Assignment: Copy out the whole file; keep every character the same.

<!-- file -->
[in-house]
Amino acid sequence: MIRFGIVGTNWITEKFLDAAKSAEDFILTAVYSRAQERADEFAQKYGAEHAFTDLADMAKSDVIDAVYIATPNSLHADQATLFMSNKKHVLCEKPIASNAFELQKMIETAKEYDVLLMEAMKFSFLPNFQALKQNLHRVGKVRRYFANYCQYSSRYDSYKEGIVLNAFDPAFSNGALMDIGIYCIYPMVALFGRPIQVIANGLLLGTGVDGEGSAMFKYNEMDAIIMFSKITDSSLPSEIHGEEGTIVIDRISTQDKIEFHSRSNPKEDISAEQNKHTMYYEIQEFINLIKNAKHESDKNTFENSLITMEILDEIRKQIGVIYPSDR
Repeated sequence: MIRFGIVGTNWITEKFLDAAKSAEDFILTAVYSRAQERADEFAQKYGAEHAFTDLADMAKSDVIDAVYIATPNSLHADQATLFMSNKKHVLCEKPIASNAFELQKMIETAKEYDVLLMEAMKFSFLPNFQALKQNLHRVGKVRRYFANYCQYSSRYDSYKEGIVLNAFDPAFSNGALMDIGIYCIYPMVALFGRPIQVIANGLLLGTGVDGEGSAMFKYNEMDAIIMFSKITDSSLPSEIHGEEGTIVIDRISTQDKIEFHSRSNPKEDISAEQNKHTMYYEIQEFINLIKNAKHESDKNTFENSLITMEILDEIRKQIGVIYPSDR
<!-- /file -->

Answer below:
[in-house]
Amino acid sequence: MIRFGIVGTNWITEKFLDAAKSAEDFILTAVYSRAQERADEFAQKYGAEHAFTDLADMAKSDVIDAVYIATPNSLHADQATLFMSNKKHVLCEKPIASNAFELQKMIETAKEYDVLLMEAMKFSFLPNFQALKQNLHRVGKVRRYFANYCQYSSRYDSYKEGIVLNAFDPAFSNGALMDIGIYCIYPMVALFGRPIQVIANGLLLGTGVDGEGSAMFKYNEMDAIIMFSKITDSSLPSEIHGEEGTIVIDRISTQDKIEFHSRSNPKEDISAEQNKHTMYYEIQEFINLIKNAKHESDKNTFENSLITMEILDEIRKQIGVIYPSDR
Repeated sequence: MIRFGIVGTNWITEKFLDAAKSAEDFILTAVYSRAQERADEFAQKYGAEHAFTDLADMAKSDVIDAVYIATPNSLHADQATLFMSNKKHVLCEKPIASNAFELQKMIETAKEYDVLLMEAMKFSFLPNFQALKQNLHRVGKVRRYFANYCQYSSRYDSYKEGIVLNAFDPAFSNGALMDIGIYCIYPMVALFGRPIQVIANGLLLGTGVDGEGSAMFKYNEMDAIIMFSKITDSSLPSEIHGEEGTIVIDRISTQDKIEFHSRSNPKEDISAEQNKHTMYYEIQEFINLIKNAKHESDKNTFENSLITMEILDEIRKQIGVIYPSDR